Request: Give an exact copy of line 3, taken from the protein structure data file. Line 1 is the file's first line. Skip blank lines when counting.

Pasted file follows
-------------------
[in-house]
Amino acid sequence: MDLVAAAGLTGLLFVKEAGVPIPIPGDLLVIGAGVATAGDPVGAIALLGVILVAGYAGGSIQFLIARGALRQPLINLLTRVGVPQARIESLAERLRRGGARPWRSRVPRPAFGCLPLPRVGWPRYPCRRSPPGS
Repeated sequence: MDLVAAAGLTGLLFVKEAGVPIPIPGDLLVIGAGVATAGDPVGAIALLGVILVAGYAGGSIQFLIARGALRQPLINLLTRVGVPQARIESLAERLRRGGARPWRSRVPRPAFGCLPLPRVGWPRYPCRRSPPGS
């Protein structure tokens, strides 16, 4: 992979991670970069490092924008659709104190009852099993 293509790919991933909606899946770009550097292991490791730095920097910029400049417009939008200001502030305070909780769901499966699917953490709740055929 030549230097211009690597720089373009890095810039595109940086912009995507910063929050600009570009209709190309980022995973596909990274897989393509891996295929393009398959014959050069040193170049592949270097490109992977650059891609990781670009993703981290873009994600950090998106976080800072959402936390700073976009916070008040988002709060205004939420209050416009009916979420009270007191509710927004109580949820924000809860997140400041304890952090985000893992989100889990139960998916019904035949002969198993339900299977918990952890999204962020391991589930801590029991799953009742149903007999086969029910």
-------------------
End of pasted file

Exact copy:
Repeated sequence: MDLVAAAGLTGLLFVKEAGVPIPIPGDLLVIGAGVATAGDPVGAIALLGVILVAGYAGGSIQFLIARGALRQPLINLLTRVGVPQARIESLAERLRRGGARPWRSRVPRPAFGCLPLPRVGWPRYPCRRSPPGS